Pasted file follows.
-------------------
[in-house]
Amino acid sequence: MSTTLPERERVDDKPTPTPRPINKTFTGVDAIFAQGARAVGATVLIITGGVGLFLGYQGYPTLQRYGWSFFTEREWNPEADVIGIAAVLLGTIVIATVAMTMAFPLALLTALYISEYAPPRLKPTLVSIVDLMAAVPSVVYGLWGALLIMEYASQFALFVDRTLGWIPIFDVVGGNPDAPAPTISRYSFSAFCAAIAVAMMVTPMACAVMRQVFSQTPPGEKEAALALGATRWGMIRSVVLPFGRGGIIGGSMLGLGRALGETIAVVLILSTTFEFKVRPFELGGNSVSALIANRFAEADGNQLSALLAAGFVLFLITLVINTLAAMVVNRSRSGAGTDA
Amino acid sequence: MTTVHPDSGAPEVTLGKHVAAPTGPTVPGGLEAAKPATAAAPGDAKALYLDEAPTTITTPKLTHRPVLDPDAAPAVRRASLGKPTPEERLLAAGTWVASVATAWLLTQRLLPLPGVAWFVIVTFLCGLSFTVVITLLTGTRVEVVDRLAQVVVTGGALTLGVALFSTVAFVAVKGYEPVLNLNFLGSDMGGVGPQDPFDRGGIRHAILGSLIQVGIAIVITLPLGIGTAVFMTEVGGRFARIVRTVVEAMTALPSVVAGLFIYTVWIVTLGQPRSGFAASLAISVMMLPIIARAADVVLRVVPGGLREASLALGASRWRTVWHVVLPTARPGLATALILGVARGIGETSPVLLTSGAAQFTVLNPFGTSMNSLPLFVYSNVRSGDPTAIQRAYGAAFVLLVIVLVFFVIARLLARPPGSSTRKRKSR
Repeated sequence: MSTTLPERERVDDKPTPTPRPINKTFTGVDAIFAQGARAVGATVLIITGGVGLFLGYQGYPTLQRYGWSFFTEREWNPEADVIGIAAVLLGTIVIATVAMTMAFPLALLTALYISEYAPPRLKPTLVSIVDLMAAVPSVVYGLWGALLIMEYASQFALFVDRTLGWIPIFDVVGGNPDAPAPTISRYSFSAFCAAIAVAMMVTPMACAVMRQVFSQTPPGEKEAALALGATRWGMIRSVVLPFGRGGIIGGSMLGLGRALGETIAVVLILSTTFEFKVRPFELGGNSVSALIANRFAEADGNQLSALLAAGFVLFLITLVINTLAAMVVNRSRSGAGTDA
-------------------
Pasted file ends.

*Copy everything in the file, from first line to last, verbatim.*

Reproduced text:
[in-house]
Amino acid sequence: MSTTLPERERVDDKPTPTPRPINKTFTGVDAIFAQGARAVGATVLIITGGVGLFLGYQGYPTLQRYGWSFFTEREWNPEADVIGIAAVLLGTIVIATVAMTMAFPLALLTALYISEYAPPRLKPTLVSIVDLMAAVPSVVYGLWGALLIMEYASQFALFVDRTLGWIPIFDVVGGNPDAPAPTISRYSFSAFCAAIAVAMMVTPMACAVMRQVFSQTPPGEKEAALALGATRWGMIRSVVLPFGRGGIIGGSMLGLGRALGETIAVVLILSTTFEFKVRPFELGGNSVSALIANRFAEADGNQLSALLAAGFVLFLITLVINTLAAMVVNRSRSGAGTDA
Amino acid sequence: MTTVHPDSGAPEVTLGKHVAAPTGPTVPGGLEAAKPATAAAPGDAKALYLDEAPTTITTPKLTHRPVLDPDAAPAVRRASLGKPTPEERLLAAGTWVASVATAWLLTQRLLPLPGVAWFVIVTFLCGLSFTVVITLLTGTRVEVVDRLAQVVVTGGALTLGVALFSTVAFVAVKGYEPVLNLNFLGSDMGGVGPQDPFDRGGIRHAILGSLIQVGIAIVITLPLGIGTAVFMTEVGGRFARIVRTVVEAMTALPSVVAGLFIYTVWIVTLGQPRSGFAASLAISVMMLPIIARAADVVLRVVPGGLREASLALGASRWRTVWHVVLPTARPGLATALILGVARGIGETSPVLLTSGAAQFTVLNPFGTSMNSLPLFVYSNVRSGDPTAIQRAYGAAFVLLVIVLVFFVIARLLARPPGSSTRKRKSR
Repeated sequence: MSTTLPERERVDDKPTPTPRPINKTFTGVDAIFAQGARAVGATVLIITGGVGLFLGYQGYPTLQRYGWSFFTEREWNPEADVIGIAAVLLGTIVIATVAMTMAFPLALLTALYISEYAPPRLKPTLVSIVDLMAAVPSVVYGLWGALLIMEYASQFALFVDRTLGWIPIFDVVGGNPDAPAPTISRYSFSAFCAAIAVAMMVTPMACAVMRQVFSQTPPGEKEAALALGATRWGMIRSVVLPFGRGGIIGGSMLGLGRALGETIAVVLILSTTFEFKVRPFELGGNSVSALIANRFAEADGNQLSALLAAGFVLFLITLVINTLAAMVVNRSRSGAGTDA